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New

  Fingerprinting Goes Hi Tech

Dec 10, 2002 07:13 ET

Police services across Canada now have a new tool that will dramatically improve their ability to collect, analyze and share fingerprint information.

The LiveScan system, currently being rolled out across Canada by the RCMP does away with ink stains and provides a much cleaner electronic sample that can be quickly referenced in a national database.

Durham Regional Police will install two of the LiveScan stations at the Oshawa Community Police Office. Individuals charged with various offences will have their fingerprints electronically scanned at these new computer stations. The operator can instantly determine if the “scan” is precise or requires rescanning. Finger “slaps” (four fingers together) and full palm scans are also taken, as sometimes these kinds of impressions are the only ones left behind at a crime scene.

Once the electronic scans are entered into a provincial database, they are also entered into the national database and submitted to the local AFIS (automated fingerprint identification system) to be compared to latent prints already on file. Depending on the priority assigned to the prints, identification can be determined in as little as two hours.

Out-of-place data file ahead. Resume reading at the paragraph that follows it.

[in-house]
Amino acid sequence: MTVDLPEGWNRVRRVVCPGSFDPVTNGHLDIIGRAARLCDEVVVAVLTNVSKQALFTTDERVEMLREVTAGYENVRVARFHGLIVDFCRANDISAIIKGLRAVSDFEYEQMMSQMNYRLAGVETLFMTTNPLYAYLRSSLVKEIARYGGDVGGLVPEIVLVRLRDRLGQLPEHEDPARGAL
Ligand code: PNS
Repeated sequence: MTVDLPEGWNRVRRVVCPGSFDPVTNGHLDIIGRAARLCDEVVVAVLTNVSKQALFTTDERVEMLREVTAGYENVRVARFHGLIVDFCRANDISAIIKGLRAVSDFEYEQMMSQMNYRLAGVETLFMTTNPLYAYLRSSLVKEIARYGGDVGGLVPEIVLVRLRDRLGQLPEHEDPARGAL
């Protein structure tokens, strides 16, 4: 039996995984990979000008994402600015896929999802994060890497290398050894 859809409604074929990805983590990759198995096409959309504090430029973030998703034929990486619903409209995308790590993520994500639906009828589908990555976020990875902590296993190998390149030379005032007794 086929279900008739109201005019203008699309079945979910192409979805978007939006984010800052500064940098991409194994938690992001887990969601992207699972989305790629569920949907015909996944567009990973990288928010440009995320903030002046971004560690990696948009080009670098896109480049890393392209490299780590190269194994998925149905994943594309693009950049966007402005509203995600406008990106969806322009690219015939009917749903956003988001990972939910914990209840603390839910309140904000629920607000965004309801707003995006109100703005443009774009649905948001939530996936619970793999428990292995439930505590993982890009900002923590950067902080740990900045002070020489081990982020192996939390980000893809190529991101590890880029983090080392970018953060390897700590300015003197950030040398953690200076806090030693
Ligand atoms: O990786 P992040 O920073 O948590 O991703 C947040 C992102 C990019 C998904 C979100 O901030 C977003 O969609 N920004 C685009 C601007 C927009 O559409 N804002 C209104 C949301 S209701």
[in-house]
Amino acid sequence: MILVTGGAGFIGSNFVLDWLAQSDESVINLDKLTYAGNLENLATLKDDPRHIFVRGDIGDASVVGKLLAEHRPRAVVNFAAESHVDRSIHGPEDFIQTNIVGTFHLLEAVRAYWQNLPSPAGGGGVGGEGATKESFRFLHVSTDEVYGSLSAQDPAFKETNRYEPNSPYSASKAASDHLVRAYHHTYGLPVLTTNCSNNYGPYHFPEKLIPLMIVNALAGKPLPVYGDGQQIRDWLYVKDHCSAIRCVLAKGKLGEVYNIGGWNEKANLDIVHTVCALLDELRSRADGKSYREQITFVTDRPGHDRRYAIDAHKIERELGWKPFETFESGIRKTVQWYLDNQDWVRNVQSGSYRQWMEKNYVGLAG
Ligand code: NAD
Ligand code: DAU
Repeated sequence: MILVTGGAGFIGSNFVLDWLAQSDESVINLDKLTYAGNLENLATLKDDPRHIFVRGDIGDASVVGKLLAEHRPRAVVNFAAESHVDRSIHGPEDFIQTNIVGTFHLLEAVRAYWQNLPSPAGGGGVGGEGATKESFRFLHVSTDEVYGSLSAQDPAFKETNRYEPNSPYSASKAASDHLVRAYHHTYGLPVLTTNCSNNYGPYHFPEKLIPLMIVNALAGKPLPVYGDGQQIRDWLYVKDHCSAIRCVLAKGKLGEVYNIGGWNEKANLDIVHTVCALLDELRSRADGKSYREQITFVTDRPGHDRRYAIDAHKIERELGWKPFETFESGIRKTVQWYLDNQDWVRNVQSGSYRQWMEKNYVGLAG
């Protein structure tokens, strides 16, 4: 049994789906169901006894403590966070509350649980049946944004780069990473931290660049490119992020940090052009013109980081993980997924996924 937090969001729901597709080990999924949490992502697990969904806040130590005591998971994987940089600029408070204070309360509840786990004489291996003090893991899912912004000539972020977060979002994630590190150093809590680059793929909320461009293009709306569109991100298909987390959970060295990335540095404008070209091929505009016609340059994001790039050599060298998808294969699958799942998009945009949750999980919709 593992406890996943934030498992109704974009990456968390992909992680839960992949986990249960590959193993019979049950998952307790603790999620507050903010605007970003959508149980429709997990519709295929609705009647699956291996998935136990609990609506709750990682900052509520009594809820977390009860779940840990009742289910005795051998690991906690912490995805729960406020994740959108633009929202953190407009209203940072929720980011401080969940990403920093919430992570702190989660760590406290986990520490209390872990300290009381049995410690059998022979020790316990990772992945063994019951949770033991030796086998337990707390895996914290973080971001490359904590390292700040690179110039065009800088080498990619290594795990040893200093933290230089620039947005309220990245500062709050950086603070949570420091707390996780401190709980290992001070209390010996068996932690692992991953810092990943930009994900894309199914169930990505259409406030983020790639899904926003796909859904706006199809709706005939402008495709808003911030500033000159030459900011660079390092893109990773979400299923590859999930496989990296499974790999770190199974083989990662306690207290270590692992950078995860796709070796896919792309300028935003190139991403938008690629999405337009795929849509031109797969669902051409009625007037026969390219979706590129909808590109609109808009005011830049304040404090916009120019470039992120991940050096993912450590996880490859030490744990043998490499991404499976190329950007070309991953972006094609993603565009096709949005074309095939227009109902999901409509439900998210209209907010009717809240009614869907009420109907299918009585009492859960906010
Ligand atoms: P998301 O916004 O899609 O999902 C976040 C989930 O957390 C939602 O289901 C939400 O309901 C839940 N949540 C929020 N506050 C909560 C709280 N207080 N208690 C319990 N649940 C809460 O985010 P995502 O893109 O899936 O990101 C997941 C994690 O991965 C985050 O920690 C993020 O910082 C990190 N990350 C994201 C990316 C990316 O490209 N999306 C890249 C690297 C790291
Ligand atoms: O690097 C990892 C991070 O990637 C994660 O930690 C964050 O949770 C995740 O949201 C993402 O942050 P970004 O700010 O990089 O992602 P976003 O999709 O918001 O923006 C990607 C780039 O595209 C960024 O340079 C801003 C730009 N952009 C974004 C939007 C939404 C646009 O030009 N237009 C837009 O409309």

In the old ink-based system, the prints would be mailed to the national lab in Ottawa, scanned and compared to all prints submitted nationwide. This process could take up to six weeks. Due to the delay, police would have to release a suspect and then go to the trouble of finding the individual again, days later.

Durham Regional Police expect the system to be up and running by the end of the year.

Members of the Durham Regional Police Services Board were recently given a tour of the new fingerprinting office and were literally given a “hands on” demonstration of both the new technology and the present ink-based procedure.

Below are attached files.
LiveScan Thumbnail (JPG file, 3.9K bytes)
Close-up of LiveScan Printing Pad (JPG file, 25.1K bytes)
DRPS Board Member Moffatt Lends a Hand (JPG file, 19.2K bytes)